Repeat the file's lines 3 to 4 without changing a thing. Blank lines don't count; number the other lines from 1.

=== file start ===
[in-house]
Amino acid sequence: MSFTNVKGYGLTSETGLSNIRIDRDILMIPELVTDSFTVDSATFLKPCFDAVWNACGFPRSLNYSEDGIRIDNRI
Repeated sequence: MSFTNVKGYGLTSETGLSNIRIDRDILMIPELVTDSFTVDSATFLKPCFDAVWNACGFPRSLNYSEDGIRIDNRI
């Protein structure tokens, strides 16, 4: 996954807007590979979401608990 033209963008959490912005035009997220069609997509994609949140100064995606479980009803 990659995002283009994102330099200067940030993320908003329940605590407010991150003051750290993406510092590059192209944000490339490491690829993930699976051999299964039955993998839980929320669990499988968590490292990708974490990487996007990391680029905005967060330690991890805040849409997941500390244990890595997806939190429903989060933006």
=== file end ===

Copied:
Repeated sequence: MSFTNVKGYGLTSETGLSNIRIDRDILMIPELVTDSFTVDSATFLKPCFDAVWNACGFPRSLNYSEDGIRIDNRI
């Protein structure tokens, strides 16, 4: 996954807007590979979401608990 033209963008959490912005035009997220069609997509994609949140100064995606479980009803 990659995002283009994102330099200067940030993320908003329940605590407010991150003051750290993406510092590059192209944000490339490491690829993930699976051999299964039955993998839980929320669990499988968590490292990708974490990487996007990391680029905005967060330690991890805040849409997941500390244990890595997806939190429903989060933006």